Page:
Some people are concerned that the state government always takes a portion or even all of a deceased person’s property when there isn’t a valid will. Although the state may receive a portion of the intestate estate, this only occurs when there aren’t any qualified living heirs according to the appropriate state’s laws.
Every state has laws designed to ensure that all property has a legal owner following the most recent owner’s death.
Most of these laws are related to the deceased’s formally expressed wishes, such as post-death transfer by will, trust, or joint ownership. These are the preferred instructions and, when otherwise valid, will always be used to determine who will own the deceased’s property.
In the absence of such instructions, each state also has laws that establish a system for determining who will become the owner of this intestate property. All intestate laws define circumstances under which the property will be given to the state government, but are mainly focused on the deceased’s relatives when trying to determine who receives the property.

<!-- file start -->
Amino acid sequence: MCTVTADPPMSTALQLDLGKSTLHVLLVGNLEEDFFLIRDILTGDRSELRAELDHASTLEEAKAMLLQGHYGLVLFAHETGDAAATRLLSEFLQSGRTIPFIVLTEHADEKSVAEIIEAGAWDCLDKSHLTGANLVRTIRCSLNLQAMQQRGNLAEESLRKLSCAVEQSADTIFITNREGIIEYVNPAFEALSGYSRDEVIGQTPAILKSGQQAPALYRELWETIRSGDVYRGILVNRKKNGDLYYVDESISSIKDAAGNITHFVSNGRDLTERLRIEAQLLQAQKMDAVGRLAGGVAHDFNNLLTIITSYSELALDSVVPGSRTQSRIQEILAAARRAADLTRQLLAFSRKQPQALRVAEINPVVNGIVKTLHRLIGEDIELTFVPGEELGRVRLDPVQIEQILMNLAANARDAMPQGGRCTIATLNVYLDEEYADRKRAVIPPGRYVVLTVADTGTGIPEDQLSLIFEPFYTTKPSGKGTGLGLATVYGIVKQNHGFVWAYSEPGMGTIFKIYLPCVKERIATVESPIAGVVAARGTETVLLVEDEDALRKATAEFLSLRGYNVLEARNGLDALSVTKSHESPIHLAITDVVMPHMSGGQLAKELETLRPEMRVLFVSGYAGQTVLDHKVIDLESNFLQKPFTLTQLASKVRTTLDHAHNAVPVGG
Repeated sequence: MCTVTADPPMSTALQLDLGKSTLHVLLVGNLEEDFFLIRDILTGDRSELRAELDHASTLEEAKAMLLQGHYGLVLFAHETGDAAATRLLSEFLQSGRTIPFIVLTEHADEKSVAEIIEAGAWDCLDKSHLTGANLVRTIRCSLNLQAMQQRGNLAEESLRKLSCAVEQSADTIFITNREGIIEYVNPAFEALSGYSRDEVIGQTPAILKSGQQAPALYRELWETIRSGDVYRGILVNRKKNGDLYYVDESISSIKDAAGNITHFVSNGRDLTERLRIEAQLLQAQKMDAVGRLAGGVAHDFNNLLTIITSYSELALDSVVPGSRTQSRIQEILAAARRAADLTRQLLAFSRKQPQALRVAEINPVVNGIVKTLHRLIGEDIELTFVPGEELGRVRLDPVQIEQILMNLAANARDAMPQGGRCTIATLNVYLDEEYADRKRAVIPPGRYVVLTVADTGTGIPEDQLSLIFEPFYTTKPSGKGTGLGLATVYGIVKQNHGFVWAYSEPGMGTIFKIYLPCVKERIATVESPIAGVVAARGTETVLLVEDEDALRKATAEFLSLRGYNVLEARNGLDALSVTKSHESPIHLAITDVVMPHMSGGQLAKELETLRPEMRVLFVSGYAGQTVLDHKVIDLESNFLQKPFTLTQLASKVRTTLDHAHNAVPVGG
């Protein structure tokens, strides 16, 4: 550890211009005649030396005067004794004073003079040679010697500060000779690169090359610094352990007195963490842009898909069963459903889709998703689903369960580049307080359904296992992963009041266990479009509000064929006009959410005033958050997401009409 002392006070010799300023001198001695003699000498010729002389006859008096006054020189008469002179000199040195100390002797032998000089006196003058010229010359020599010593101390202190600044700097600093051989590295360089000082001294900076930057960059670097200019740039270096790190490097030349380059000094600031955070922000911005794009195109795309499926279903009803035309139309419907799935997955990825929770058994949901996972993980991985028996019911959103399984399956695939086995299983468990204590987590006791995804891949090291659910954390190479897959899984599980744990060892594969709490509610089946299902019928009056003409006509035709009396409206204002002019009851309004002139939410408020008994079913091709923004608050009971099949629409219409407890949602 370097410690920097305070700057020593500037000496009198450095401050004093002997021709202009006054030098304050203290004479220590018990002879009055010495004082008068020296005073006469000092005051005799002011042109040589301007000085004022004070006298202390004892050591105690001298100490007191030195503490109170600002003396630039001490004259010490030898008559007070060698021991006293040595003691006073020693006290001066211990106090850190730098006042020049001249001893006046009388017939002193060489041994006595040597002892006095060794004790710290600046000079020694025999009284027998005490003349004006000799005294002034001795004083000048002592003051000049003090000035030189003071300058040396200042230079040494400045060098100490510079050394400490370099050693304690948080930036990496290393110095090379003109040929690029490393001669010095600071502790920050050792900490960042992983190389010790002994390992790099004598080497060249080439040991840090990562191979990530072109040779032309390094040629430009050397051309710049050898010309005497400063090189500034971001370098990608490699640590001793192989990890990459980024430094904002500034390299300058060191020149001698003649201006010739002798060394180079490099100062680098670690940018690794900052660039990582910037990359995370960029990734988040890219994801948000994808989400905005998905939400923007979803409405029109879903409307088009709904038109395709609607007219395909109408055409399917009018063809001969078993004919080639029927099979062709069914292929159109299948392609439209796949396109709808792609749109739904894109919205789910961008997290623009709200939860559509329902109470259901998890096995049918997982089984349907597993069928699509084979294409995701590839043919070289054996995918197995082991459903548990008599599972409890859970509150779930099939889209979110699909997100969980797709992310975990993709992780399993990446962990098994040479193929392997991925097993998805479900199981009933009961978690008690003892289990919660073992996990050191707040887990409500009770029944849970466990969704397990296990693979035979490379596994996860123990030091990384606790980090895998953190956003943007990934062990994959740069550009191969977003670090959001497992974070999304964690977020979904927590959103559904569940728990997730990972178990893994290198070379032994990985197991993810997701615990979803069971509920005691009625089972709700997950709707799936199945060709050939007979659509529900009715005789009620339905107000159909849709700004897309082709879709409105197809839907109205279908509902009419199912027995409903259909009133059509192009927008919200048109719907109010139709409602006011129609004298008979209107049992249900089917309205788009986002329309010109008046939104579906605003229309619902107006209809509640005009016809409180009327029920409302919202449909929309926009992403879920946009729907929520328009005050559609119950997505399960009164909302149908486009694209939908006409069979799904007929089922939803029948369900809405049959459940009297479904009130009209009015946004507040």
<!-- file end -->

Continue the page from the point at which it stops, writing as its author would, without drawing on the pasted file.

Property that is given to the government because it does not have a legal owner is said to escheat. Fortunately, the escheatment of property is always the ‘last resort’ of each state’s intestate laws. There must be an absence of every living relation who may qualify as the deceased’s heir before any property is given to the state.
Final Qualified Heir
The intestate laws of every American state are different, meaning that the likelihood of escheatment differs with each state. A minority of states, just eighteen, will try to find any living relation before allowing the property to escheat.